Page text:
The ancient Greek word for courage was andreia. The word stems from aner, which means man, as in the male of the human species. In other words, courage was a quality exclusive to men. It was both begotten and proved in battle. Without courage, one was not permitted to participate in the public life of the city. In fact, courage was so bound up with the male sex that in the earliest Greek texts, like Homer's Iliad, andreia was not yet in use. To spur warriors to hold their ground, or to charge into battle, the kings would shout, "aner esti!" Be men! The implications of this are clear: only men could participate in civic life, and participation was best accomplished through acts of violence and continual threats of violence.

This is the paradox of courage. On the one hand, courage is about self-overcoming and commitment to others. On the other hand, in its pure form at least, it is exclusionary and violent. Is there a way out of this paradox? Is it possible to maintain all that is good about courage, yet jettison the bad? These are precisely the questions asked by figures such as Aristophanes, Plato, and Aristotle in what I call the Athenian moment. In opposition to what one might call "Spartan culture" and the long war between Athens and Sparta, these thinkers recognized the need to overcome culture based exclusively on honor, manly courage, and violence. In place of martial courage, they suggest what might be called "political courage"-a courage that aims at justice rather than honor; and rather than relying on a man's capacity to do violence, they all point to logos (speech and reason) as the preferred weapon. The paradox, it seems, can be overcome.

For other thinkers, however, the paradox cannot be overcome through reason. For example, Jean-Jacques Rousseau, a great admirer of the Spartans and courage in general, rejects political courage for its reliance on reason and the illusion of justice. Human beings, he suggests, are not first and foremost reasonable creatures, and thus any community predicated on this vision is ill-fated. Instead, he suggests that the flourishing individual needs autonomy and the way to this is to tap into a courage based on an actual moral capacity of all people: viz., compassion. Hence, right about the same time Patrick Henry says "Give me liberty or give me death," Rousseau envisions a community individuals invoking "moral courage" for the sake of liberty. The paradox of courage is overcome through compassion.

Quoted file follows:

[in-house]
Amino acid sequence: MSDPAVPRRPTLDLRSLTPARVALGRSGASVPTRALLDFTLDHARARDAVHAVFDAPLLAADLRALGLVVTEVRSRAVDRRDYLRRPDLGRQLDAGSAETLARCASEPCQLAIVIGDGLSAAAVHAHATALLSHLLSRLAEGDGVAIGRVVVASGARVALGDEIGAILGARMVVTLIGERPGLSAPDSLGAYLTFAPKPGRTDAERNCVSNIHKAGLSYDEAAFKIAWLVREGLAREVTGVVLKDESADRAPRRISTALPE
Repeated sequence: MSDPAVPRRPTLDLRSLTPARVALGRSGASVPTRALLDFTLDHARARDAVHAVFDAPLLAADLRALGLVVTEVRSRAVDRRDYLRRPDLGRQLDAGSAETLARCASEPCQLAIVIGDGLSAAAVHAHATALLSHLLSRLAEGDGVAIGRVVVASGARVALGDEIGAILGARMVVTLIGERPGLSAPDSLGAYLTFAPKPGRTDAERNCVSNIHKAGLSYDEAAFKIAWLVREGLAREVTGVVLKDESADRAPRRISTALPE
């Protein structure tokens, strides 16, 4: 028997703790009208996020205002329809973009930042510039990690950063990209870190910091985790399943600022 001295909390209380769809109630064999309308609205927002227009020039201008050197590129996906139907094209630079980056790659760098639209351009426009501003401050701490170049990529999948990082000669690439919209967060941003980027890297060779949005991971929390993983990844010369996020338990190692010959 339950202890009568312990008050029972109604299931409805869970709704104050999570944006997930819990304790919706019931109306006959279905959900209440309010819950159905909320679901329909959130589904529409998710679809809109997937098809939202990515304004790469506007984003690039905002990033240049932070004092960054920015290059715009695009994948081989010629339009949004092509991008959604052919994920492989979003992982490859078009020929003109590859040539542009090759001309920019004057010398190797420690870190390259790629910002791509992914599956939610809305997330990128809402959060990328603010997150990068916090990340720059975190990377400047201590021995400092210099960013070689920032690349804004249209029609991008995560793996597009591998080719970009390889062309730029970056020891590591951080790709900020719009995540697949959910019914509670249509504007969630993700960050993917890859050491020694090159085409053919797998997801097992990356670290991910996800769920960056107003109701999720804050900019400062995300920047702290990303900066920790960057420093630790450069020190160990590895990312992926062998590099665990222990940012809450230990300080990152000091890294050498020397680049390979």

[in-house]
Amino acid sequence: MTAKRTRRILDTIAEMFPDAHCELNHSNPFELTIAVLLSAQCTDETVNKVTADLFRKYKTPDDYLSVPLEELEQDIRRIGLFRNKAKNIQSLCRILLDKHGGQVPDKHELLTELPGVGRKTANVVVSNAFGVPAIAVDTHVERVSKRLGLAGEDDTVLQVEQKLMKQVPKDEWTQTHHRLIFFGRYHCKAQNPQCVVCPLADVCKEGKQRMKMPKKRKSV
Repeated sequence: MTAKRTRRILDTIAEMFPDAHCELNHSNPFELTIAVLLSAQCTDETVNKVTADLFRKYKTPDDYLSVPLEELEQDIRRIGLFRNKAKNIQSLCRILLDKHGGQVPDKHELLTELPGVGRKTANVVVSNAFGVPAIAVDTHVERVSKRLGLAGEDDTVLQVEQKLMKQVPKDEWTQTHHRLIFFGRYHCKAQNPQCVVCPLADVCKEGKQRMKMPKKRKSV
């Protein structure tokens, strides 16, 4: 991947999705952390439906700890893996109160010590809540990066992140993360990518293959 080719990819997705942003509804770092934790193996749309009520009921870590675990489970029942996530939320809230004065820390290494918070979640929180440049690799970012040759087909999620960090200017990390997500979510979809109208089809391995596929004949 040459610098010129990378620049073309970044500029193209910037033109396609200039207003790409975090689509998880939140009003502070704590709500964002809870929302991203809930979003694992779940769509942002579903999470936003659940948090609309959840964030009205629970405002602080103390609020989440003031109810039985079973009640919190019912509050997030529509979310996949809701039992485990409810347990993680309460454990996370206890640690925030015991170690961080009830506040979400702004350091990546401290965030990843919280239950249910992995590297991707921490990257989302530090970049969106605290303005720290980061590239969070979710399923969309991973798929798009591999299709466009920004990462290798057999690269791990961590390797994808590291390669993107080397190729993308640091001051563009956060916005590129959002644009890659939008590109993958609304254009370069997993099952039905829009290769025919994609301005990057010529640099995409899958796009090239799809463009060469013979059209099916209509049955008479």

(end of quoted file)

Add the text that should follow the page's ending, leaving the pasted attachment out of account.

In Courage, in addition to martial, political, and moral courage, I suggest two other types of courage: economic and existential. Examples abound of human beings, male and female, risking life and limb for the sake of wealth. Alexis de Tocqueville recognized this as one of the defining characteristics of Jacksonian America and argued that bien-être, as he called it, inspired both the great entrepreneurial daring of Americans and was the glue that brought the new democratic society together. Similarly, history is replete with examples of communities fighting and dying for the sake of authentic living. Often (but not always) informed by religious principles, the existentially courageous person sees a life out of tune with the order of Being (however understood) as one not worth living. To live inauthentically is akin to a Spartan living without honor, Socrates refusing to live the unjust life, or Patrick Henry living without liberty.

The story of Courage: the Politics of Life and Limb is that just as one cannot run away from egregious acts of cowardice in the Canadian Rockies, we cannot run away from the story courage tells us about who we are, both as individuals and as a community. Though we may laugh at courage as an antiquated virtue from former times, we should only half-laugh.


Richard Avramenko is assistant professor of political science at the University of Wisconsin, Madison. He is co-editor, with John von Heyking, of Friendship and Politics: Essays in Political Thought (University of Notre Dame Press, 2008).